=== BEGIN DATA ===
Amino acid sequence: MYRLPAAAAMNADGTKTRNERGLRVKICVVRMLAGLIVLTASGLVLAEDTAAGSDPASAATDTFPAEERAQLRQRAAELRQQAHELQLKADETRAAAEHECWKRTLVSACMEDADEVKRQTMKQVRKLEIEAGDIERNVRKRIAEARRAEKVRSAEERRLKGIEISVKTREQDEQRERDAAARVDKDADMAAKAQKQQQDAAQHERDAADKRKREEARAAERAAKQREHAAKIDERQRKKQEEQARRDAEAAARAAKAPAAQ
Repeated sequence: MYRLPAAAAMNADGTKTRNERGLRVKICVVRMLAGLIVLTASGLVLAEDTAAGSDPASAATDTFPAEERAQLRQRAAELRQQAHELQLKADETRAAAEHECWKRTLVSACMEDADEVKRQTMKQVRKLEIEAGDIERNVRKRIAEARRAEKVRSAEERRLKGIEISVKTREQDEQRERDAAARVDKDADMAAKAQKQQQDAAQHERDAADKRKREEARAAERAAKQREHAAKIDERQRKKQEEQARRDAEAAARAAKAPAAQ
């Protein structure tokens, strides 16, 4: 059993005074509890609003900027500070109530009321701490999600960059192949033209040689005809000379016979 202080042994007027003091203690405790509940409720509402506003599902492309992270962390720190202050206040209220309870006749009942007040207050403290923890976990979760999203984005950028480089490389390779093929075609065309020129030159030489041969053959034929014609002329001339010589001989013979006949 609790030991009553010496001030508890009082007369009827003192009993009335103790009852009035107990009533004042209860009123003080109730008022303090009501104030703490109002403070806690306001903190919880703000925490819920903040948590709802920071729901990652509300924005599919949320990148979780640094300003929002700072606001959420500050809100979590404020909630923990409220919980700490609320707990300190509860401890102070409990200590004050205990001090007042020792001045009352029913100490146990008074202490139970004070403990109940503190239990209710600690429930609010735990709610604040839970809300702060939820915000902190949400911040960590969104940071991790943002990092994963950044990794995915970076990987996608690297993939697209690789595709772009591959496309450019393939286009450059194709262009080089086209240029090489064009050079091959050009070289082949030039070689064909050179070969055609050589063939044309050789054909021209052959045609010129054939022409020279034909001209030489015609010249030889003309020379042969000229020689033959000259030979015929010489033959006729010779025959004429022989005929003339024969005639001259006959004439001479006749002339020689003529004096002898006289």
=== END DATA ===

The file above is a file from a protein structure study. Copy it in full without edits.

Amino acid sequence: MYRLPAAAAMNADGTKTRNERGLRVKICVVRMLAGLIVLTASGLVLAEDTAAGSDPASAATDTFPAEERAQLRQRAAELRQQAHELQLKADETRAAAEHECWKRTLVSACMEDADEVKRQTMKQVRKLEIEAGDIERNVRKRIAEARRAEKVRSAEERRLKGIEISVKTREQDEQRERDAAARVDKDADMAAKAQKQQQDAAQHERDAADKRKREEARAAERAAKQREHAAKIDERQRKKQEEQARRDAEAAARAAKAPAAQ
Repeated sequence: MYRLPAAAAMNADGTKTRNERGLRVKICVVRMLAGLIVLTASGLVLAEDTAAGSDPASAATDTFPAEERAQLRQRAAELRQQAHELQLKADETRAAAEHECWKRTLVSACMEDADEVKRQTMKQVRKLEIEAGDIERNVRKRIAEARRAEKVRSAEERRLKGIEISVKTREQDEQRERDAAARVDKDADMAAKAQKQQQDAAQHERDAADKRKREEARAAERAAKQREHAAKIDERQRKKQEEQARRDAEAAARAAKAPAAQ
């Protein structure tokens, strides 16, 4: 059993005074509890609003900027500070109530009321701490999600960059192949033209040689005809000379016979 202080042994007027003091203690405790509940409720509402506003599902492309992270962390720190202050206040209220309870006749009942007040207050403290923890976990979760999203984005950028480089490389390779093929075609065309020129030159030489041969053959034929014609002329001339010589001989013979006949 609790030991009553010496001030508890009082007369009827003192009993009335103790009852009035107990009533004042209860009123003080109730008022303090009501104030703490109002403070806690306001903190919880703000925490819920903040948590709802920071729901990652509300924005599919949320990148979780640094300003929002700072606001959420500050809100979590404020909630923990409220919980700490609320707990300190509860401890102070409990200590004050205990001090007042020792001045009352029913100490146990008074202490139970004070403990109940503190239990209710600690429930609010735990709610604040839970809300702060939820915000902190949400911040960590969104940071991790943002990092994963950044990794995915970076990987996608690297993939697209690789595709772009591959496309450019393939286009450059194709262009080089086209240029090489064009050079091959050009070289082949030039070689064909050179070969055609050589063939044309050789054909021209052959045609010129054939022409020279034909001209030489015609010249030889003309020379042969000229020689033959000259030979015929010489033959006729010779025959004429022989005929003339024969005639001259006959004439001479006749002339020689003529004096002898006289």